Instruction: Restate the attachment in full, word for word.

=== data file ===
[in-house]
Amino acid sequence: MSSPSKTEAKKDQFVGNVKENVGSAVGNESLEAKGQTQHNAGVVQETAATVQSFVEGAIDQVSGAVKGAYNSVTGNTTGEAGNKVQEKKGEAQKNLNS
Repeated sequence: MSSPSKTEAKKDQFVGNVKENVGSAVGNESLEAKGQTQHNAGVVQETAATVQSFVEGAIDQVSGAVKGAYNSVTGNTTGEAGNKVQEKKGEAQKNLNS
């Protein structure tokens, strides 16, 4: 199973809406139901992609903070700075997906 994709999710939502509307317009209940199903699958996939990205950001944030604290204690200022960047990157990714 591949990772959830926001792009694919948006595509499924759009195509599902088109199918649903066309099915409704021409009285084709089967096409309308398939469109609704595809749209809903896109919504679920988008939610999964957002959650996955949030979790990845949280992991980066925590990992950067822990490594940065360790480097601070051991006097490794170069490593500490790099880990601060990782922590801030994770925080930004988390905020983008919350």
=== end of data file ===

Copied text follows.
[in-house]
Amino acid sequence: MSSPSKTEAKKDQFVGNVKENVGSAVGNESLEAKGQTQHNAGVVQETAATVQSFVEGAIDQVSGAVKGAYNSVTGNTTGEAGNKVQEKKGEAQKNLNS
Repeated sequence: MSSPSKTEAKKDQFVGNVKENVGSAVGNESLEAKGQTQHNAGVVQETAATVQSFVEGAIDQVSGAVKGAYNSVTGNTTGEAGNKVQEKKGEAQKNLNS
């Protein structure tokens, strides 16, 4: 199973809406139901992609903070700075997906 994709999710939502509307317009209940199903699958996939990205950001944030604290204690200022960047990157990714 591949990772959830926001792009694919948006595509499924759009195509599902088109199918649903066309099915409704021409009285084709089967096409309308398939469109609704595809749209809903896109919504679920988008939610999964957002959650996955949030979790990845949280992991980066925590990992950067822990490594940065360790480097601070051991006097490794170069490593500490790099880990601060990782922590801030994770925080930004988390905020983008919350």